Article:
Road Tripping With the Twins

Reece and I have always given my parents shit about not taking us to Disney, Hawaii or any other extravagant vacations as kids (Tom is too nice to ever complain about anything so we do it for him as well). I can now confidently say that I know why.

Because taking kids anywhere that’s outside of your routine is total hell.

We (Brandon, my parents and I) recently got brave and decided to head up to Michigan from Dela-where? for a family wedding. Taking 5 month old twins on a 14 hour car ride? No big deal, we got this.

We left at 3am, hoping to get a few hours of quiet before the minions woke up screaming because they hate being strapped in their car seats. My dad will say they were great and my mom is already planning our next trip while Brandon and I decided we are just going to move to MI because that would be less exhausting than having to pack everything up 499x/day during another vacation (trip). Luckily, I have an enormously large/amazing family who held them 99% of the time we were there so that was GREAT and the only reason we survived.

I learned a couple of things that I’m writing down to remind myself for the next trip we take because just like I said there wouldn’t be more dogs, there will always be another trip. (I’ll never say that about kids #becausetwins)

1) Pack (their cribs) and Play (while they sleep)
The only thing I have ever raised before these humans is dogs. Dogs are amazingly easy in comparison and sometimes I truly miss the days of simply corralling 3 wild animals who eat couches for fun. Life was so simple then. You can always get new couches, you can never catch up on sleep.

Whenever we’ve taken dogs to new places, they sniff around, get a sense of where they can or cannot pee and lay by your feet and fall asleep for the night. As long as you’re there, they’re good. Kids do not do this. At least mine don’t. I, for some reason, thought that because they sleep in their cribs so well, they would sleep great in their pack and play. LOL. This was not the case and next time, apparently, I need to acclimate them to the pack and play before I’m expecting them to sleep for a solid 8 hours in something other than their crib in their house. Why didn’t anyone tell me that when they were handing out all of the other unsolicited advice? At one point during a particularly bad scream-fest, Brandon and I looked at each other and started laughing out loud because we didn’t know what else to do. We had run out of ideas other than taking shots of jack to put us to sleep through the cries but eventually, they stopped being brats and fell asleep just as Brandon and I decided we would just start packing our bags to disappear into the night. Note to self: practice sleeping in the pack and play or suffer a fate worse than getting your eyes scooped out with a spoon.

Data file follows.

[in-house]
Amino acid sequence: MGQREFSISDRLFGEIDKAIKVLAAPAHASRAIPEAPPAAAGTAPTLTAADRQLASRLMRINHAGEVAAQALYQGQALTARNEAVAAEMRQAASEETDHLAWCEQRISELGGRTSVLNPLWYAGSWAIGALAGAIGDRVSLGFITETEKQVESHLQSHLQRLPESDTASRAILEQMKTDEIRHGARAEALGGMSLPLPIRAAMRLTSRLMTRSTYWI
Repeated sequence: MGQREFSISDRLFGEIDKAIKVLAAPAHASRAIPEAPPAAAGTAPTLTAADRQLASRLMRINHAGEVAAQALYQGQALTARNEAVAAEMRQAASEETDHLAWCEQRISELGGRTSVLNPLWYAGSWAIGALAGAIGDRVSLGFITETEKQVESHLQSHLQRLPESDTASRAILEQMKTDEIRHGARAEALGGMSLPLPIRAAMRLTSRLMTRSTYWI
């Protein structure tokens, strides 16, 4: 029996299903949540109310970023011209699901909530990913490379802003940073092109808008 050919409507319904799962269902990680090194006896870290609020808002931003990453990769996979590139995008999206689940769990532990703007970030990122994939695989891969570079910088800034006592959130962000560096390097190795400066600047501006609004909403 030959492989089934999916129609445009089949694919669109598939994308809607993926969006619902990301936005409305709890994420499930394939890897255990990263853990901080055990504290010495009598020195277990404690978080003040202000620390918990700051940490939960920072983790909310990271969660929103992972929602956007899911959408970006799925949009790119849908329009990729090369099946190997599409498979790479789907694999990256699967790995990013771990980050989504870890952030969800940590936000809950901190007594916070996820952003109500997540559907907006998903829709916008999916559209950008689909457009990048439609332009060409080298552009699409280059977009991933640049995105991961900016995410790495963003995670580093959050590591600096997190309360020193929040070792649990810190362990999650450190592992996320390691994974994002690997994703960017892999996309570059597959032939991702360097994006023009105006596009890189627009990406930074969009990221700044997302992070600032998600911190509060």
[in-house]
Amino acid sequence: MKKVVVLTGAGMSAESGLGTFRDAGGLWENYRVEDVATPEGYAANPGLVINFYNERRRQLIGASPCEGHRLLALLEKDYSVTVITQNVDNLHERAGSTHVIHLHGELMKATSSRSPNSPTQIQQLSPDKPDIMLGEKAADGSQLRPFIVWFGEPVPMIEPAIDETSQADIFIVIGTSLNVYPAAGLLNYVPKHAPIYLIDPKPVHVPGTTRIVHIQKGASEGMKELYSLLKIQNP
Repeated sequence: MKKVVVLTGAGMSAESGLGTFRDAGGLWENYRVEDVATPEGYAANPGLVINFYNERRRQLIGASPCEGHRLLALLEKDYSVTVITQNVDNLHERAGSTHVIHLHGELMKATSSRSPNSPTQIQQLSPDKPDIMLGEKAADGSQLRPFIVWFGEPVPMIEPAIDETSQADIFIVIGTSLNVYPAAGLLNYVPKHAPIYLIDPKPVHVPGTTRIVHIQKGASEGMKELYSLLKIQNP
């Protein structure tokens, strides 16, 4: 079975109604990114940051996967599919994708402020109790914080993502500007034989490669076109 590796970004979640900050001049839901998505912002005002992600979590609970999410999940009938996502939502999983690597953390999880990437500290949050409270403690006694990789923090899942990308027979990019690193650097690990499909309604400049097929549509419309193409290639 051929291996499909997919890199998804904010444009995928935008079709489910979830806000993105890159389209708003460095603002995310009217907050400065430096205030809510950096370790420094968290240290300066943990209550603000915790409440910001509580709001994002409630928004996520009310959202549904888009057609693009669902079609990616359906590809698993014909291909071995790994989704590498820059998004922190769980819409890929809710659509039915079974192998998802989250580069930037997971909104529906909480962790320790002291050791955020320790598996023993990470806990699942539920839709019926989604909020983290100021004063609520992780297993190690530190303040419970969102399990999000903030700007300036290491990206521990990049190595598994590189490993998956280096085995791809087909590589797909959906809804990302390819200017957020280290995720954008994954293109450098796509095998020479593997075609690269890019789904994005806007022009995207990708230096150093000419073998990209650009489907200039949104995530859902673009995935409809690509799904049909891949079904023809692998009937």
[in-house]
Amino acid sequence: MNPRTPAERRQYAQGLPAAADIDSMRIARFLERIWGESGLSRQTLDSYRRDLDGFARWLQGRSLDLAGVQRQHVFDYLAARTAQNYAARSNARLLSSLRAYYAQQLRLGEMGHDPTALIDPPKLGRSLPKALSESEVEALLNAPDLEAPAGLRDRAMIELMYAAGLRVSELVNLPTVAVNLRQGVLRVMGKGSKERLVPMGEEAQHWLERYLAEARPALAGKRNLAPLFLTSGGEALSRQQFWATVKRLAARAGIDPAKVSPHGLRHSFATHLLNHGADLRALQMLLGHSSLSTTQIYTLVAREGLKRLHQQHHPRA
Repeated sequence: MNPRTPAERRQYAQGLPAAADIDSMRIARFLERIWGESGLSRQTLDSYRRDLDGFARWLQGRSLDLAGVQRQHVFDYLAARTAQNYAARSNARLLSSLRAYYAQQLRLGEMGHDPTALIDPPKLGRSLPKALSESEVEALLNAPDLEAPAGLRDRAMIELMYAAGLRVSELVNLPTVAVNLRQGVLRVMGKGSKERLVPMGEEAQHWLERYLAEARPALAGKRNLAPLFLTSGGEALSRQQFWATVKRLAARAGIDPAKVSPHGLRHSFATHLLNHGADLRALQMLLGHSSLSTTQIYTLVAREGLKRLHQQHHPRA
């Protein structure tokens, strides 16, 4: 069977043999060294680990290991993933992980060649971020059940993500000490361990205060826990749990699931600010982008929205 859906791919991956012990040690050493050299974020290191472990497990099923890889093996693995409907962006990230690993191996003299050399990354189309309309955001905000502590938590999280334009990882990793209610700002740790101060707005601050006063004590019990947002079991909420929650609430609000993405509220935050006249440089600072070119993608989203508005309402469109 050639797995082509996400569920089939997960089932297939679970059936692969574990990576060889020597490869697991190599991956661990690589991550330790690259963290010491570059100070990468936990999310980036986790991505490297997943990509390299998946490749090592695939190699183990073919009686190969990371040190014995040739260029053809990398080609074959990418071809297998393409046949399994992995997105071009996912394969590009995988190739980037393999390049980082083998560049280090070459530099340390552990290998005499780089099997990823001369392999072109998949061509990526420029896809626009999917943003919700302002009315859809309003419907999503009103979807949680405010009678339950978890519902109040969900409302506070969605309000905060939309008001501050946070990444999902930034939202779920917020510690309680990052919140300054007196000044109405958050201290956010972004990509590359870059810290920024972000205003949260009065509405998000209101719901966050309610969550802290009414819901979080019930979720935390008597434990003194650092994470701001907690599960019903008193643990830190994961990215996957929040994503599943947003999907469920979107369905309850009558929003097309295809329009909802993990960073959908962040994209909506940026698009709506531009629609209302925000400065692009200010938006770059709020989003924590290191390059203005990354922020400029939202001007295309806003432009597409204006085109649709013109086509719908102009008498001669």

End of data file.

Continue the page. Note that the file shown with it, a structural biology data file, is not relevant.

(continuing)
2) WTFs a schedule?
Let’s just say this, the only thing that stayed on a schedule was pumping and that’s only because if I don’t pump, kids don’t eat and feeding your babies isn’t a good look.

Here’s a fun fact for ya, kids don’t sleep in just because they went to bed later or because they skipped a nap. All that happens is they become crankier and crankier as the not-ever-sleeping-just-crying cycle continues until finally you have to throw your hands up, crack open a beer and try to remember that these little screaming mouths are the “best things that ever happened to you” (or whatever). Note to self: bring vodka to put into beer because beer alone won’t solve this problem.

3) Forget the idea of a vacation, accept the idea of work (parenthood)
The days of vacations that include sandy toes and clear water, fruity drinks with little umbrellas, no responsibility and sleeping in have been replaced with trips that include trying to contain blow out diaps so we aren’t ruining other people’s furniture, trying to keep babies happy so we aren’t annoying the hell out of everyone around us and trying to keep our sanity in the process. A lot of trying, not a lot of relaxing. Note to self: don’t jump yet, you’ll get a vacation someday again, maybe.

4) Grammy! Grampy!
This one is simple. Always travel with Grammy and Grampys. There were plenty of times that I handed a poopy child to my dad or told my mom I was done forever and she would take over until I was finished throwing a tantrum because I’m a mom-child. This one is the most important lesson of this trip. Never, ever leave Grammy and Grampy at home.

5) You survived it.
Pat yourself on the back mama (and daddy), you survived to see another day. As with all things twin, it wasn’t easy but you did it. It won’t be the hardest thing you’ll ever do but it was another thing to check off of the list that you said you would never do and DID IT ANYWAY.

I guess I’m speaking too soon, I’m writing this at 4am trying to stay awake so I can help Brandon stay awake while he drives, even though Carter only let me sleep for an hour (he’s a real jerk)

image

The Jerk

.. because there’s nothing worse than driving a car full of sleeping people when you’re tired AF … except for having twins. That’s pretty damn bad. Just (serious) kidding!

Wish us luck…

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